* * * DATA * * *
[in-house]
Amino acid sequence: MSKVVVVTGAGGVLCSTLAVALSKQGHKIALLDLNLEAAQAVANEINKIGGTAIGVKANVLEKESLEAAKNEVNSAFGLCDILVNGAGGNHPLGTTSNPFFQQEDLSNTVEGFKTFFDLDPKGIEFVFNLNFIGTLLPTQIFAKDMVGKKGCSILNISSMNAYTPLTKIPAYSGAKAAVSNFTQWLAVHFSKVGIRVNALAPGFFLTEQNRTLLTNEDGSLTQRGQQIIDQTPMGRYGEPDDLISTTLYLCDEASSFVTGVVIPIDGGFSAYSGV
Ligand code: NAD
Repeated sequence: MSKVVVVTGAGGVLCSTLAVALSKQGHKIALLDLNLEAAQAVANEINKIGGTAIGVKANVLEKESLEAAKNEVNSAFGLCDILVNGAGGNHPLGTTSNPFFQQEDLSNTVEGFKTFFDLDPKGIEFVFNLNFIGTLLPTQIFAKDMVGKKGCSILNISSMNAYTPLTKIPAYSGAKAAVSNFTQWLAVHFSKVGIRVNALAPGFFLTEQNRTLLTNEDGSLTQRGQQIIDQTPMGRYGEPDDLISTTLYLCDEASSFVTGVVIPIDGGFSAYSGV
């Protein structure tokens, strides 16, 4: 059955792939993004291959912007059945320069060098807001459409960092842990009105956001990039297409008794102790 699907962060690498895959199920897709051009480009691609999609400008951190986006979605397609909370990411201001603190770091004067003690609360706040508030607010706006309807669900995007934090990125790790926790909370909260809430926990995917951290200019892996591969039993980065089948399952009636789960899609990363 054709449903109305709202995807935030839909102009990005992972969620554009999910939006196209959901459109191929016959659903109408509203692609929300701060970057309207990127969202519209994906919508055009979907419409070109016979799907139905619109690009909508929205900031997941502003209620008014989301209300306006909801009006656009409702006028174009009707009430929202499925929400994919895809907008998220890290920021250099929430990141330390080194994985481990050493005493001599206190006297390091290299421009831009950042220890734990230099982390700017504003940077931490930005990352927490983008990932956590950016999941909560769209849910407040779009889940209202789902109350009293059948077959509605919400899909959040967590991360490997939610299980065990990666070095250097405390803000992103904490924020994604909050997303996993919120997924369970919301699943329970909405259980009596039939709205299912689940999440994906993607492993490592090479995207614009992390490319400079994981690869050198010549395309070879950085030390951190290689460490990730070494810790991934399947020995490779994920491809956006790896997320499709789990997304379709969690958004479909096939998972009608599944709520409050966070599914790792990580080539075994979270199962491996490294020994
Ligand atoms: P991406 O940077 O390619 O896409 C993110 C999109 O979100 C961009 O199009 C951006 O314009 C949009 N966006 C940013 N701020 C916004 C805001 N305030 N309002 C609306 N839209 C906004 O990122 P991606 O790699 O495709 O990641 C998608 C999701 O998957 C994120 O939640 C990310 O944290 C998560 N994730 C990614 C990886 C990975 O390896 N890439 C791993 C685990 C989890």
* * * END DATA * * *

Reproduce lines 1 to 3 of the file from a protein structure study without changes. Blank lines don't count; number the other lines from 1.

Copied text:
[in-house]
Amino acid sequence: MSKVVVVTGAGGVLCSTLAVALSKQGHKIALLDLNLEAAQAVANEINKIGGTAIGVKANVLEKESLEAAKNEVNSAFGLCDILVNGAGGNHPLGTTSNPFFQQEDLSNTVEGFKTFFDLDPKGIEFVFNLNFIGTLLPTQIFAKDMVGKKGCSILNISSMNAYTPLTKIPAYSGAKAAVSNFTQWLAVHFSKVGIRVNALAPGFFLTEQNRTLLTNEDGSLTQRGQQIIDQTPMGRYGEPDDLISTTLYLCDEASSFVTGVVIPIDGGFSAYSGV
Ligand code: NAD